The world population is still increasing, and there are billions of people rising out of poverty who could afford a car someday. Won’t that increase the number of cars out there?
The obvious test case is China. And car sales, having boomed, have slowed down there. A survey in 2016 by the consulting firm McKinsey found that 60 percent of Chinese consumers no longer considered owning a car to be a status symbol, and 40 percent said that owning a car seemed less important. The growing Chinese middle class, which has shown itself to be receptive to new services and products, seems happy to skip the hassle of car ownership in favor of on-demand mobility services arranged via smartphone. If that’s the case, then the motor that had been driving global car sales has now been switched off.
Most people reading this probably know someone who moved out of a city during the COVID-19 pandemic. Do you think this exodus could lead to an uptick in driving?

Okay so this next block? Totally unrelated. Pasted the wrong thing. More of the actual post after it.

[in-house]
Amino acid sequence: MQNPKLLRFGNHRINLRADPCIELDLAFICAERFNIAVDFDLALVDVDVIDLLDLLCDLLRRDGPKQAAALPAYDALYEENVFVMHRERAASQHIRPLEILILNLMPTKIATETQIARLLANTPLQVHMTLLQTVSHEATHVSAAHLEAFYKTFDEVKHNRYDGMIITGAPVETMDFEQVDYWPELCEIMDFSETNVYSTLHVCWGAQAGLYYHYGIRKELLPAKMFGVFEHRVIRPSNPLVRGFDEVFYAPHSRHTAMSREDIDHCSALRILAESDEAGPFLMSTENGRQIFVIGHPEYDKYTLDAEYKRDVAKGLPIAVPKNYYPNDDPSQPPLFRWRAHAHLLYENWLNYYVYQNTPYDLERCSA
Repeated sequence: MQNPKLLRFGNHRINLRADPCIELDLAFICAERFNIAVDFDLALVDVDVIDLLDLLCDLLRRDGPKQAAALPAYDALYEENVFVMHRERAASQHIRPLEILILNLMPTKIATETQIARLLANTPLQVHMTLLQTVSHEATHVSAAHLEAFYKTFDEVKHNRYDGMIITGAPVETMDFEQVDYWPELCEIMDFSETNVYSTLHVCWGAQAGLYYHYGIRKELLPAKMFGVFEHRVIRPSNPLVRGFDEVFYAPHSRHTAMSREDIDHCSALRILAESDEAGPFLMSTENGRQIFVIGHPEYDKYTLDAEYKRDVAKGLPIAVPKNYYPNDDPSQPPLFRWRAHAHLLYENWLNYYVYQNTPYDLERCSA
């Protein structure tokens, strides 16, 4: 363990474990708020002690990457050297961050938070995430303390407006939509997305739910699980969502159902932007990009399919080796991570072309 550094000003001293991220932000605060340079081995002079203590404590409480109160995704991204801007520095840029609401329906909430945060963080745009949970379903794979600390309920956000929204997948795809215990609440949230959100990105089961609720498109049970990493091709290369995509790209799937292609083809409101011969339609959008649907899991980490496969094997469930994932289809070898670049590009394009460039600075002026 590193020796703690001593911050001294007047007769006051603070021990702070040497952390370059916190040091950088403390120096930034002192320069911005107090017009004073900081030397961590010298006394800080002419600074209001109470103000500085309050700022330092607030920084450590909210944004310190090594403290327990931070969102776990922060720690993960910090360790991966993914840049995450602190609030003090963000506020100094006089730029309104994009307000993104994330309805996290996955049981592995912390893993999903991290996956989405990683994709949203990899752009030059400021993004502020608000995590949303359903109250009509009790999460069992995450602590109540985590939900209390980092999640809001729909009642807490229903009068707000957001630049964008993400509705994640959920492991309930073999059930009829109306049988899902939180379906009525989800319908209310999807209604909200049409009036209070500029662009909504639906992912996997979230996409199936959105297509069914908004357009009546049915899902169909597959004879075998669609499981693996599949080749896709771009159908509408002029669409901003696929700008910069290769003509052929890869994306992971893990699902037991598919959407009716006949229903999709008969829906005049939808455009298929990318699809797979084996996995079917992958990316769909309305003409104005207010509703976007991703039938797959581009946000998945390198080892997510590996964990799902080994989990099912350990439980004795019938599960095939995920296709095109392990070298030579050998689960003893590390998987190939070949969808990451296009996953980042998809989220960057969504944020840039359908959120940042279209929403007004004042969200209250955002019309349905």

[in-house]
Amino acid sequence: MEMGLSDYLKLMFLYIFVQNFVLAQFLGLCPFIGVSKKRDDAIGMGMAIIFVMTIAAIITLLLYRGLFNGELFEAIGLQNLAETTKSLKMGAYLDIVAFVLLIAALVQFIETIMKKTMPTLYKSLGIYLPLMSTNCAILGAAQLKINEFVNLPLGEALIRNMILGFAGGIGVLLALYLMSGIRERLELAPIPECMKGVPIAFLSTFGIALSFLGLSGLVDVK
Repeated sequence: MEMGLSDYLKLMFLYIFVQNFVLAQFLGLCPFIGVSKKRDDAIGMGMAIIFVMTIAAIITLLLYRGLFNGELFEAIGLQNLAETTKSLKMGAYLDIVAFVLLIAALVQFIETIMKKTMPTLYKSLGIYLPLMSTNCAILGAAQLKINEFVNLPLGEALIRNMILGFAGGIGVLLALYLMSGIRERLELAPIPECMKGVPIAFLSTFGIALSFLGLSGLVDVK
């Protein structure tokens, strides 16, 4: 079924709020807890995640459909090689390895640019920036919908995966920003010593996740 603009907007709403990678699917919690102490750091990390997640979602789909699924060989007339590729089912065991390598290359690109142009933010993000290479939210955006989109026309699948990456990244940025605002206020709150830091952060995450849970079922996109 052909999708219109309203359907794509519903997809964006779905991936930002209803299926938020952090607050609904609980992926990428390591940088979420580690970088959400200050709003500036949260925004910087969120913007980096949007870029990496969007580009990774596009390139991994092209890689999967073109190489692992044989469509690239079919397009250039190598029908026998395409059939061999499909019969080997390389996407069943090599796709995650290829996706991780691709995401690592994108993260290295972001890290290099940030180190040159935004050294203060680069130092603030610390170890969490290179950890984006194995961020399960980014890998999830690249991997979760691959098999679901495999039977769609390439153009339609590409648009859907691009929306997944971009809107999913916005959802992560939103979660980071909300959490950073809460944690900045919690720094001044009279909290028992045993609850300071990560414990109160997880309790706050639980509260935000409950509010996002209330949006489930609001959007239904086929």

The pandemic caused a drop in driving, and then an uptick as people came out of lockdowns and decided, in some cases, that they would rather drive than use public transit. But the longer-term trend seems clear: driving is becoming less popular, because it’s becoming less convenient, and the alternatives are becoming more convenient. The growing prevalence of remote working may encourage people to move to urban fringes where it’s difficult to live without a car, but overall I don’t think this will be enough to reverse the longer-term trend.
Are we talking about a rapid technological replacement, like cell phones replacing landlines?
This is more like the way that new forms of media, such as audio, movies, and video games now exist alongside books and other text-based media, but have not made them go away. This is good, because in the horse-drawn era we essentially had a horse-drawn transport monoculture, which caused problems, and then we moved to a car-based transport monoculture in many parts of the world, notably in American suburbs. The future of mobility will, I hope, be much more diverse, with all kinds of weird and wonderful forms of transport, from e-scooters to passenger drones, being knitted together by smartphones, what I call “the internet of motion.” And as we move into that sort of environment, and start to unpick the automobile from the fabric of everyday life, we’ll realize just how much the modern world has been shaped by our over-dependence on cars.
This interview has been edited for length.